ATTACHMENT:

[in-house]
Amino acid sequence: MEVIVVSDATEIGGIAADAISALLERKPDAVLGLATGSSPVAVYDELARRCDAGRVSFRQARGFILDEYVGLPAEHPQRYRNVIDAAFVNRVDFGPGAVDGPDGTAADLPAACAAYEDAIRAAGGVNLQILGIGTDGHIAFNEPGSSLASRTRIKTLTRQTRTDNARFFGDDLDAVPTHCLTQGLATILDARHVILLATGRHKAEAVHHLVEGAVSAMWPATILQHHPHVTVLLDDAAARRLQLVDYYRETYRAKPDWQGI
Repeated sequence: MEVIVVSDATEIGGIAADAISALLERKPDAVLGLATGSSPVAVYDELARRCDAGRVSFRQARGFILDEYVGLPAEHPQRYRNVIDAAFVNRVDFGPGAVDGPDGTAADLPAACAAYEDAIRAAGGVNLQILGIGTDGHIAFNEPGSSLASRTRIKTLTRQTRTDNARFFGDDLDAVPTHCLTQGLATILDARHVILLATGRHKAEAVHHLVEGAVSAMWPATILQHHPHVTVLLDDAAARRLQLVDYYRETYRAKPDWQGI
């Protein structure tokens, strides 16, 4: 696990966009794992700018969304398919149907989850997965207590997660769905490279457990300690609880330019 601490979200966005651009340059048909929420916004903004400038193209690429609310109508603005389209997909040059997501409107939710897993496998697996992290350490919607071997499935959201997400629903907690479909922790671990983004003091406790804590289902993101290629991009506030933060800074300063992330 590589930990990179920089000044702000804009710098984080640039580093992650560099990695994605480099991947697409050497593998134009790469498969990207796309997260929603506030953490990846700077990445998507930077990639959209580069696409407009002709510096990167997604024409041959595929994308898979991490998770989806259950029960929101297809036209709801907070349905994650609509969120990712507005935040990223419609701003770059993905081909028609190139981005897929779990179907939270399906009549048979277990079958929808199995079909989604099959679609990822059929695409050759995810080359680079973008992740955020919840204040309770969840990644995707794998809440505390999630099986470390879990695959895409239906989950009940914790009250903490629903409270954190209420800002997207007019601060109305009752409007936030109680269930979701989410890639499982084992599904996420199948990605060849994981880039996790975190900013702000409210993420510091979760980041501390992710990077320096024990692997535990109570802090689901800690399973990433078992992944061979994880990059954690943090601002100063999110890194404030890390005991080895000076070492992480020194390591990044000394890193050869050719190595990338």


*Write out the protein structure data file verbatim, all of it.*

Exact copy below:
[in-house]
Amino acid sequence: MEVIVVSDATEIGGIAADAISALLERKPDAVLGLATGSSPVAVYDELARRCDAGRVSFRQARGFILDEYVGLPAEHPQRYRNVIDAAFVNRVDFGPGAVDGPDGTAADLPAACAAYEDAIRAAGGVNLQILGIGTDGHIAFNEPGSSLASRTRIKTLTRQTRTDNARFFGDDLDAVPTHCLTQGLATILDARHVILLATGRHKAEAVHHLVEGAVSAMWPATILQHHPHVTVLLDDAAARRLQLVDYYRETYRAKPDWQGI
Repeated sequence: MEVIVVSDATEIGGIAADAISALLERKPDAVLGLATGSSPVAVYDELARRCDAGRVSFRQARGFILDEYVGLPAEHPQRYRNVIDAAFVNRVDFGPGAVDGPDGTAADLPAACAAYEDAIRAAGGVNLQILGIGTDGHIAFNEPGSSLASRTRIKTLTRQTRTDNARFFGDDLDAVPTHCLTQGLATILDARHVILLATGRHKAEAVHHLVEGAVSAMWPATILQHHPHVTVLLDDAAARRLQLVDYYRETYRAKPDWQGI
């Protein structure tokens, strides 16, 4: 696990966009794992700018969304398919149907989850997965207590997660769905490279457990300690609880330019 601490979200966005651009340059048909929420916004903004400038193209690429609310109508603005389209997909040059997501409107939710897993496998697996992290350490919607071997499935959201997400629903907690479909922790671990983004003091406790804590289902993101290629991009506030933060800074300063992330 590589930990990179920089000044702000804009710098984080640039580093992650560099990695994605480099991947697409050497593998134009790469498969990207796309997260929603506030953490990846700077990445998507930077990639959209580069696409407009002709510096990167997604024409041959595929994308898979991490998770989806259950029960929101297809036209709801907070349905994650609509969120990712507005935040990223419609701003770059993905081909028609190139981005897929779990179907939270399906009549048979277990079958929808199995079909989604099959679609990822059929695409050759995810080359680079973008992740955020919840204040309770969840990644995707794998809440505390999630099986470390879990695959895409239906989950009940914790009250903490629903409270954190209420800002997207007019601060109305009752409007936030109680269930979701989410890639499982084992599904996420199948990605060849994981880039996790975190900013702000409210993420510091979760980041501390992710990077320096024990692997535990109570802090689901800690399973990433078992992944061979994880990059954690943090601002100063999110890194404030890390005991080895000076070492992480020194390591990044000394890193050869050719190595990338």